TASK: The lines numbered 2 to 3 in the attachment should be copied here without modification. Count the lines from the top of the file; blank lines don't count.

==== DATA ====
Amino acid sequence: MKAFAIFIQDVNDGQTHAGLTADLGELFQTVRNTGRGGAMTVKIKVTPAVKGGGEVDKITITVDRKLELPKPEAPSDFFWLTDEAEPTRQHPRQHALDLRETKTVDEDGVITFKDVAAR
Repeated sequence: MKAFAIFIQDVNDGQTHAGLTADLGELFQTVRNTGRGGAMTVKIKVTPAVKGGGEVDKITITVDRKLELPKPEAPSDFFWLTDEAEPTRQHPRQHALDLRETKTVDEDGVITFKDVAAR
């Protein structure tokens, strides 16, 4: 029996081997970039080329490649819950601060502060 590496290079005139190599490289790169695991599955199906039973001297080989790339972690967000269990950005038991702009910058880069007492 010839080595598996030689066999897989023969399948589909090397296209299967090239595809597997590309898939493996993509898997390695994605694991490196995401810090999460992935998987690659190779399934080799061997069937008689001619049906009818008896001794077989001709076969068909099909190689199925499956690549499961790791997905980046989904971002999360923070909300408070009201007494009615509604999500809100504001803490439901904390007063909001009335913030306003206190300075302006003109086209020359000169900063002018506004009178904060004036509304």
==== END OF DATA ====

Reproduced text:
Repeated sequence: MKAFAIFIQDVNDGQTHAGLTADLGELFQTVRNTGRGGAMTVKIKVTPAVKGGGEVDKITITVDRKLELPKPEAPSDFFWLTDEAEPTRQHPRQHALDLRETKTVDEDGVITFKDVAAR
């Protein structure tokens, strides 16, 4: 029996081997970039080329490649819950601060502060 590496290079005139190599490289790169695991599955199906039973001297080989790339972690967000269990950005038991702009910058880069007492 010839080595598996030689066999897989023969399948589909090397296209299967090239595809597997590309898939493996993509898997390695994605694991490196995401810090999460992935998987690659190779399934080799061997069937008689001619049906009818008896001794077989001709076969068909099909190689199925499956690549499961790791997905980046989904971002999360923070909300408070009201007494009615509604999500809100504001803490439901904390007063909001009335913030306003206190300075302006003109086209020359000169900063002018506004009178904060004036509304």